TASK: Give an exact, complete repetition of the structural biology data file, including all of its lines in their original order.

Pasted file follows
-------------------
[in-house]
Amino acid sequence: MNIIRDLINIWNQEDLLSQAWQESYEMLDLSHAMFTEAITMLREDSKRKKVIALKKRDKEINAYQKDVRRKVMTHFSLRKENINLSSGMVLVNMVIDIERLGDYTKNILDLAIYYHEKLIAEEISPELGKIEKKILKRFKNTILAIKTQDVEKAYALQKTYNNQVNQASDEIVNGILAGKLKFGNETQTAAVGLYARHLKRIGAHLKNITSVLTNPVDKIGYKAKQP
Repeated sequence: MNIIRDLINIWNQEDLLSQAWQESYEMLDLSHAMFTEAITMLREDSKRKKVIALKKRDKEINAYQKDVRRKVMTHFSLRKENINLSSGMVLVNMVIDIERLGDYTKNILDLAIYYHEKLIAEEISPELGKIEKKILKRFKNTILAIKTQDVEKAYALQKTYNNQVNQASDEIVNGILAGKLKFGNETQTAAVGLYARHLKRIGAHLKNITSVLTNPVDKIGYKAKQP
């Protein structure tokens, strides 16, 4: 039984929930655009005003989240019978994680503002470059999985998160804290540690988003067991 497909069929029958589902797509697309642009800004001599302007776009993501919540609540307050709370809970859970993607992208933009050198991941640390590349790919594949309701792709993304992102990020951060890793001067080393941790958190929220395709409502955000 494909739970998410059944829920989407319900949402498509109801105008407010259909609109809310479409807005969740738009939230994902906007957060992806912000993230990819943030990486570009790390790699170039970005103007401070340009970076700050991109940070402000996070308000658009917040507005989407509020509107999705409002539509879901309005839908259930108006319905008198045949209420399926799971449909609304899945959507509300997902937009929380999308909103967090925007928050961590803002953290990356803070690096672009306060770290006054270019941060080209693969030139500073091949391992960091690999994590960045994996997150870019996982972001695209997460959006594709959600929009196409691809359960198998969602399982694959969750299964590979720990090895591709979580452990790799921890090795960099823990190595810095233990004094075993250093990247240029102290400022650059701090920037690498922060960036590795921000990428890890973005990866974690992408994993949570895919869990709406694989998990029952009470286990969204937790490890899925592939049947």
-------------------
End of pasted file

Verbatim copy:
[in-house]
Amino acid sequence: MNIIRDLINIWNQEDLLSQAWQESYEMLDLSHAMFTEAITMLREDSKRKKVIALKKRDKEINAYQKDVRRKVMTHFSLRKENINLSSGMVLVNMVIDIERLGDYTKNILDLAIYYHEKLIAEEISPELGKIEKKILKRFKNTILAIKTQDVEKAYALQKTYNNQVNQASDEIVNGILAGKLKFGNETQTAAVGLYARHLKRIGAHLKNITSVLTNPVDKIGYKAKQP
Repeated sequence: MNIIRDLINIWNQEDLLSQAWQESYEMLDLSHAMFTEAITMLREDSKRKKVIALKKRDKEINAYQKDVRRKVMTHFSLRKENINLSSGMVLVNMVIDIERLGDYTKNILDLAIYYHEKLIAEEISPELGKIEKKILKRFKNTILAIKTQDVEKAYALQKTYNNQVNQASDEIVNGILAGKLKFGNETQTAAVGLYARHLKRIGAHLKNITSVLTNPVDKIGYKAKQP
């Protein structure tokens, strides 16, 4: 039984929930655009005003989240019978994680503002470059999985998160804290540690988003067991 497909069929029958589902797509697309642009800004001599302007776009993501919540609540307050709370809970859970993607992208933009050198991941640390590349790919594949309701792709993304992102990020951060890793001067080393941790958190929220395709409502955000 494909739970998410059944829920989407319900949402498509109801105008407010259909609109809310479409807005969740738009939230994902906007957060992806912000993230990819943030990486570009790390790699170039970005103007401070340009970076700050991109940070402000996070308000658009917040507005989407509020509107999705409002539509879901309005839908259930108006319905008198045949209420399926799971449909609304899945959507509300997902937009929380999308909103967090925007928050961590803002953290990356803070690096672009306060770290006054270019941060080209693969030139500073091949391992960091690999994590960045994996997150870019996982972001695209997460959006594709959600929009196409691809359960198998969602399982694959969750299964590979720990090895591709979580452990790799921890090795960099823990190595810095233990004094075993250093990247240029102290400022650059701090920037690498922060960036590795921000990428890890973005990866974690992408994993949570895919869990709406694989998990029952009470286990969204937790490890899925592939049947």